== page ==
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Exploring Four Potential Roles to Pursue in the Fashion Industry

30-05-2024   


The fashion industry is a dynamic, exciting place to be. Constantly changing, and full of creativity and challenge, it’s a dream sector for many people who want to be at the cutting edge of new trends. 

When most people think of working in fashion, they think of designers, models, creative directors and photographers – but there are so many varied roles in this sector, to suit every skill set. The thing they all have in common is a passion for creativity, attention to detail and being comfortable with fast-moving environments. If that sounds like what you want from your career, then read on to explore some of the key roles in the fashion industry.

Buyer

If you think you’ve got a good eye for what will sell, then a role as a fashion buyer might be the right fit for you. It’s not necessarily about choosing clothes that you would personally wear – although it helps if your style is similar – but more about selecting clothes that align with the brand. You’ll usually be employed by an e-commerce company or retail business, and in bigger companies, your choices will be aligned to a specific demographic, such as teens or high-end luxury. 

The most common route into a buying career is through a university course in marketing, fashion buying, or business management, but it’s also possible to get an apprenticeship. Whilst you might think it’s just about having a good eye, there’s also a business side to buying. You’ll need to understand trends and forecasting, have good relationship-building skills, and be savvy with budgets.  

Stylist

Being a stylist is often seen as one of the most desirable jobs in fashion – but it requires a lot of creativity, patience and attention to detail. You’ll be putting together looks for fashion shows, photoshoots, website content, social media and magazine spreads, working to a brief to create a range of outfits that best showcase the brand. In some cases, you’ll be a personal stylist, working with one or a few specific clients to dress them for a range of events.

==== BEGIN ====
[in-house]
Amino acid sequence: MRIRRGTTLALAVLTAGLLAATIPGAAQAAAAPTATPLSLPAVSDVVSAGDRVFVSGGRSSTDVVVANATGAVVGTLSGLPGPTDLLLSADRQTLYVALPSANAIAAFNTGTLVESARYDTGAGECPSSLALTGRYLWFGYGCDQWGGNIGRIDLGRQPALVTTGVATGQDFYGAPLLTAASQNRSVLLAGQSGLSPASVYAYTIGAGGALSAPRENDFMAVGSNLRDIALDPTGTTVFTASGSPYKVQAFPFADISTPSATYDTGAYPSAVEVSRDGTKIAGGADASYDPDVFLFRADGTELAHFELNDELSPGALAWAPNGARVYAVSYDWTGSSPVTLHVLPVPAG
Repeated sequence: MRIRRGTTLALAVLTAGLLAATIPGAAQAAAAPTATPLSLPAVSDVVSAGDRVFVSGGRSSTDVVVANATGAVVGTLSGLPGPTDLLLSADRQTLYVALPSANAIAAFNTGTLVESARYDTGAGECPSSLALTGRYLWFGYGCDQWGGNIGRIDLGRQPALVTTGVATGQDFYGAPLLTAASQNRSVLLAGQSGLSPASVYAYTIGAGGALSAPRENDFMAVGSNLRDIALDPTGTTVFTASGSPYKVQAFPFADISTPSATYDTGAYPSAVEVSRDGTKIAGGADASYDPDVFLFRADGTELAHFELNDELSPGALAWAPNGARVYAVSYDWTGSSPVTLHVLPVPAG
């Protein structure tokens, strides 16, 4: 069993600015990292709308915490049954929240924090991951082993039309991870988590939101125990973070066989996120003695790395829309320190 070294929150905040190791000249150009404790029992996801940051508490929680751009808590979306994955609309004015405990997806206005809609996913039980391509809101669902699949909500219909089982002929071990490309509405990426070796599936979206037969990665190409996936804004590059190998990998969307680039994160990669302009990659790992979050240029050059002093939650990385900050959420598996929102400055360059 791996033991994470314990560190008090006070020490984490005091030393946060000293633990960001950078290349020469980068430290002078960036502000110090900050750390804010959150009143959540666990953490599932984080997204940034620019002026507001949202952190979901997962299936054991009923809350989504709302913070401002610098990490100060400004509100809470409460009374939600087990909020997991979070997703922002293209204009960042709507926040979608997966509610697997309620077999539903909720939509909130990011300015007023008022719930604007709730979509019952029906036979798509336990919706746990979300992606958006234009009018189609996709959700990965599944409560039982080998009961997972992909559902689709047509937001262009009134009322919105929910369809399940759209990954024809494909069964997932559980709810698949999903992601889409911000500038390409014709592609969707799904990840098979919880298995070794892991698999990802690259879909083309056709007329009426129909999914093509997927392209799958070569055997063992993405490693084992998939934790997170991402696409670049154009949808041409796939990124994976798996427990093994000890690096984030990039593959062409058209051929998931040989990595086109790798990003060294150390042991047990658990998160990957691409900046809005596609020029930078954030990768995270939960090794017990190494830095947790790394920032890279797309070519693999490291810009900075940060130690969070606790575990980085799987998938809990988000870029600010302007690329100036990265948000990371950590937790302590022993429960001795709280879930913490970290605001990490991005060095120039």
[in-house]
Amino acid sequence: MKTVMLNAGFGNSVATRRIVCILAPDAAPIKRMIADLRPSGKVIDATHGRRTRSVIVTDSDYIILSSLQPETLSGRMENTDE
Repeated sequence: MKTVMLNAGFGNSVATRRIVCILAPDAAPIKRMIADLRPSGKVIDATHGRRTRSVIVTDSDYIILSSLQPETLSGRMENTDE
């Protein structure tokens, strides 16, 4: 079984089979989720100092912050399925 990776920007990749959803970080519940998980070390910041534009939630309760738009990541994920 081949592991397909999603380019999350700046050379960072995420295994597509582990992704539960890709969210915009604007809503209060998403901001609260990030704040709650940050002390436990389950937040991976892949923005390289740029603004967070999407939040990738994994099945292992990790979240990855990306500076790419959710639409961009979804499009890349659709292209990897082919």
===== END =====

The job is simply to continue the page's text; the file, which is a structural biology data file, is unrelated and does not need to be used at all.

This work can be demanding, but it’s also incredibly rewarding to see your efforts on display to the public. This can be a great role for people who have a strong sense of style, aren’t afraid of competition and are comfortable with problem-solving in a changeable environment.

Chanel window London – By JoJo Iles

Event manager

Events are a vital part of the fashion industry, even with a lot of sales happening online. Launch shows, afterparties, brand events, VIP previews and photoshoots all need to be organised with precision, to ensure that a whole host of people from designers to models are where they need to be at exactly the right time. Fashion events are glittering and glamorous, but a lot of hard work goes on behind the scenes to make them run smoothly – which is where event managers come in.

You’ll need to have a lot of patience, stay calm under pressure and be incredibly organised to succeed in this role. It’s also important to be able to negotiate and be able to handle stressed clients with a professional attitude, as this is an industry where things regularly change at the last minute.

Visual merchandiser

If you don’t feel like you’ve got the eye to be a stylist, but love creating visual displays, then a role as a visual merchandiser could be perfect for you. You’ll be responsible for creating stores and displays that encourage customers to come in the door, and show off the garments to their best advantage, maximising sales. This role can offer a bit more stability and predictability in comparison to other fashion roles, as displays tend to change seasonally, and so some elements can be planned in advance. 

A degree isn’t always necessary for this role, but getting work experience when you leave school is often key. You’ll likely start your career by working for a retailer, but once you’ve got enough in your portfolio, you could consider going freelance, which can give you more flexibility. As with styling, there’s a great sense of achievement seeing your displays once they’re unveiled, and creating a destination store that people look forward to visiting. 

Every day is different

Part of the joy of working in fashion is the changing nature of the industry. It’s hard to get bored when everything is constantly changing, and new trends are emerging every day. On the other hand, this does mean you need to be comfortable with change and attention to detail – this sector isn’t for those who want a routine desk job. Good luck!

Top image: Antoni Shkraba – pexels




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